While general enrollment for the new Medicare drug coverage begins on November 15 of this year, education and awareness counseling is important right now. The community-based SHIPs will help drive increased awareness through the coming months to enable people with Medicare to make informed decisions about their health care and prescription drug coverage needs. CMS expects the network to provide personalized counseling to as many as 5 million beneficiaries as part of their effort.

In his discussion with the SHIP directors, Secretary Leavitt said, "While you, the SHIPs, are key in this effort, you will not be alone. This is a government wide effort, HHS (including CMS and the Administration on Aging), the Social Security Administration and other federal agencies, and the entire national and local aging network will be devoted to insuring that all people with Medicare are aware of the new prescription drug coverage and able to make a confident decision on what is best for them when they can begin enrolling on November 15.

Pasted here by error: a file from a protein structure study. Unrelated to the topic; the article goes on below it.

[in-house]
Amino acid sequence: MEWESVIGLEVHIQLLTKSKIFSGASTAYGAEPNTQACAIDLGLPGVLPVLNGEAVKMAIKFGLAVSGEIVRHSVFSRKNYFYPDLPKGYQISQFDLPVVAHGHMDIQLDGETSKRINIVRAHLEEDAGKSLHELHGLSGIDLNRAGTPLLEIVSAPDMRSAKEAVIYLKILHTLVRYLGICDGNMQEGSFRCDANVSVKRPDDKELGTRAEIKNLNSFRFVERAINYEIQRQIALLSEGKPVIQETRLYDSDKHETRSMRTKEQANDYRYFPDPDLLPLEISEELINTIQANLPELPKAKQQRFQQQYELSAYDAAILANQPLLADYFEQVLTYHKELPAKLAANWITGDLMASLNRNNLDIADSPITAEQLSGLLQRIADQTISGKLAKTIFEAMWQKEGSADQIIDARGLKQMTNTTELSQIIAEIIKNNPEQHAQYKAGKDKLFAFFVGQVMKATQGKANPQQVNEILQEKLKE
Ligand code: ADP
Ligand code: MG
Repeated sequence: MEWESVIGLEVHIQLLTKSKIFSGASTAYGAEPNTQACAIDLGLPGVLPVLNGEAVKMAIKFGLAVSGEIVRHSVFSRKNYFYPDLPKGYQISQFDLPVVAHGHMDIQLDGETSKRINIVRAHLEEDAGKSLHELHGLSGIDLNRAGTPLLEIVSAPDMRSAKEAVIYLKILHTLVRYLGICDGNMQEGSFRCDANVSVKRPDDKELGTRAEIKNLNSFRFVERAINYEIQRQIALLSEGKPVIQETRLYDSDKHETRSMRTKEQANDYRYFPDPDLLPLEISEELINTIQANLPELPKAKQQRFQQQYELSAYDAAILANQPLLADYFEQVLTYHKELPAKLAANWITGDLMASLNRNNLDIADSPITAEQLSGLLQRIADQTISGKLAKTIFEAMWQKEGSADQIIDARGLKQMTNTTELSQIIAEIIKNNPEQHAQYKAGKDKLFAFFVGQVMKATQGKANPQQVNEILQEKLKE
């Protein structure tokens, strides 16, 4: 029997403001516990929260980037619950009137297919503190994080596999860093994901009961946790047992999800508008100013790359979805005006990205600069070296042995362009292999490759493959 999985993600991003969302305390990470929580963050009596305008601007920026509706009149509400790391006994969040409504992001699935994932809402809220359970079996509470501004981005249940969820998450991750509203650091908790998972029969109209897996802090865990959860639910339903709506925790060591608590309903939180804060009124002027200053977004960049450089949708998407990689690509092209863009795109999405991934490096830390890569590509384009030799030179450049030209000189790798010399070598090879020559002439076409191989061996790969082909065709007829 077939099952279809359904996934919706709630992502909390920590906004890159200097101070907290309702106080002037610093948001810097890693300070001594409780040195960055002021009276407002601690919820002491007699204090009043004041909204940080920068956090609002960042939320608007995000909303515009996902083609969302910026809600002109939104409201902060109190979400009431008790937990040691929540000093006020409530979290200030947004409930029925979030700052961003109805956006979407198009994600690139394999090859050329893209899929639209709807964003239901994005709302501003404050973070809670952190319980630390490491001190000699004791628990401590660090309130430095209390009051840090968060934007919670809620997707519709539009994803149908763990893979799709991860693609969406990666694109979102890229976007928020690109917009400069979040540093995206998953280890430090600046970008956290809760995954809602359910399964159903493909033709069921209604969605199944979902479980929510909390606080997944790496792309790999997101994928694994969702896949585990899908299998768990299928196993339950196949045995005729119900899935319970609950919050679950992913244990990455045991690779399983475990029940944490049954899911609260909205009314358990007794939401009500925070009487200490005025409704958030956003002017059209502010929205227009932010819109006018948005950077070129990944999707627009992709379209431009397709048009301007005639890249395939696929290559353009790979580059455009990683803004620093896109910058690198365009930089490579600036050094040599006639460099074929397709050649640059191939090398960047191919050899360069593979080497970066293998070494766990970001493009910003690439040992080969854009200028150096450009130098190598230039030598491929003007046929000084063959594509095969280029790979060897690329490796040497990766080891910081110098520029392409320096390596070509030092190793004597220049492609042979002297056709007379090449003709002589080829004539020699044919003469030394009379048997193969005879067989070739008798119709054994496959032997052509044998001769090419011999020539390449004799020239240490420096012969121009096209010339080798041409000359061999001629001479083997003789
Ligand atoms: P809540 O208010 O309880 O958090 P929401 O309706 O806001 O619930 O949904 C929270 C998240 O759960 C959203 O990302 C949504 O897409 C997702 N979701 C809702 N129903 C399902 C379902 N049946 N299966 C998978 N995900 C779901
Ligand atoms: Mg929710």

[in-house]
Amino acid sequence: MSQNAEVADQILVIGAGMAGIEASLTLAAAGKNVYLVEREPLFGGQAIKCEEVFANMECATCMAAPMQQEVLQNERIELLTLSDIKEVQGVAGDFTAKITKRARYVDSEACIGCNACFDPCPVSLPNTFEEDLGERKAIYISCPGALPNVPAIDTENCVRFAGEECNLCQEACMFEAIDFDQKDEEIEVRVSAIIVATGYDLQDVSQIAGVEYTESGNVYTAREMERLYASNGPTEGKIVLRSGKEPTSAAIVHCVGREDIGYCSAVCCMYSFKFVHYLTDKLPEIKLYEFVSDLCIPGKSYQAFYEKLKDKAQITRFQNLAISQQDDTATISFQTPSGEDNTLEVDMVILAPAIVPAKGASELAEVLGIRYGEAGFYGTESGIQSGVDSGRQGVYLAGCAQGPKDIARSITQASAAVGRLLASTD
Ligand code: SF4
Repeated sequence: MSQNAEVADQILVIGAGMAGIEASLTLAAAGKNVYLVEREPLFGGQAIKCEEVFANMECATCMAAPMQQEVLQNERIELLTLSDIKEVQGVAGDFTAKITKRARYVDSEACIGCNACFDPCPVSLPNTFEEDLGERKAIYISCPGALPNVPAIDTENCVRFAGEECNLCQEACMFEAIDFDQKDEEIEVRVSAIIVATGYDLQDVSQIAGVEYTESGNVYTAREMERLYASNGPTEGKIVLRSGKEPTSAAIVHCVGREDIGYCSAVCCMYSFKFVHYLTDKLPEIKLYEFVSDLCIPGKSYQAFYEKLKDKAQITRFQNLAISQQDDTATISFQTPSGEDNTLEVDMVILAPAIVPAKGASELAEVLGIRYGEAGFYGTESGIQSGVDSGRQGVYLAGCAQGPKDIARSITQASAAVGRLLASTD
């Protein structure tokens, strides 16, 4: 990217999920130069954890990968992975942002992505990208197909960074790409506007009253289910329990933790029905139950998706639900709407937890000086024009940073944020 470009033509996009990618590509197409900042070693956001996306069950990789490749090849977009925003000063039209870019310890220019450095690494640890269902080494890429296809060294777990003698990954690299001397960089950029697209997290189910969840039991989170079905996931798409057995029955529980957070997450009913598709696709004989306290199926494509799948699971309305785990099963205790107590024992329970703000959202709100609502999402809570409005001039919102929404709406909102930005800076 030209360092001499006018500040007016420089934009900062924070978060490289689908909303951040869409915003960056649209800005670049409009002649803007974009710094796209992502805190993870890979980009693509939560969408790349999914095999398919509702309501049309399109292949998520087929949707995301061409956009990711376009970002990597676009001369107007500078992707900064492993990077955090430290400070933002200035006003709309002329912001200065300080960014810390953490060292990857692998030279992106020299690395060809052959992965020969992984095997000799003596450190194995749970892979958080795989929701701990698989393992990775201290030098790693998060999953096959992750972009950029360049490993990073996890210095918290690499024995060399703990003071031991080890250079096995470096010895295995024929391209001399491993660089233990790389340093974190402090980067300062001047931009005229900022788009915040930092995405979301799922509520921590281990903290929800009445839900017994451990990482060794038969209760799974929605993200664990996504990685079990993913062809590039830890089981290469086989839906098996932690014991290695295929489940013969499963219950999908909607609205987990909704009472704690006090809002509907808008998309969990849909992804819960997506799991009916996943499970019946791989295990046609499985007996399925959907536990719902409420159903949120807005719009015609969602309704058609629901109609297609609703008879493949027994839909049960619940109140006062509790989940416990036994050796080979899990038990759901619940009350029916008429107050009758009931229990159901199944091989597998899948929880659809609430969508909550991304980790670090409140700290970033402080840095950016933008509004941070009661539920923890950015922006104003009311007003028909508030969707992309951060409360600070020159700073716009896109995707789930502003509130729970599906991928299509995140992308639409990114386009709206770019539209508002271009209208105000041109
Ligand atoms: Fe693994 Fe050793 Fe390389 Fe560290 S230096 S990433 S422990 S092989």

Thursday, November 24, 2005

Kaiser Permanente Press Release 9/13/2005

Kaiser Foundation Health Plan, Inc., and Kaiser Foundation Hospitals Continue Positive Performance

Oakland, Calif. - Kaiser Foundation Health Plan Inc., Kaiser Foundation Hospitals and their subsidiaries (KFHP/H) are showing continued positive financial performance and membership growth through the third quarter of 2005.

Operating margin for the third quarter was 2.5 percent, leaving the overall operating margin for the first nine months of the year at 4.4 percent. At the same time, membership continues to grow, up 151,000 members for the year, to nearly 8.4 million.

"We are on course with our operating performance," said KFHP/H Chairman and CEO George C. Halvorson. "Wise use of our membership dollars allows us to fund our new hospitals, seismic retrofitting, facility improvements and KP HealthConnect, our new electronic physician-support tool."

Kaiser Permanente also uses its operating revenue to fund wide-ranging community benefit programs aimed at improving the health of the communities it serves, through research, community-based health partnerships, direct health coverage for low-income families, and collaborations with community clinics, health departments and public hospitals.

For the third quarter of 2005 (July through September), Kaiser Permanente's 2.5 percent operating margin was achieved on operating revenues of $7.8 billion. Net income was $305 million and operating income totaled $197 million.

That compared to a 6.5 percent operating margin in the third quarter of 2004, achieved on operating revenues of $7 billion. Net income for that quarter was $470 million and operating income totaled $461 million.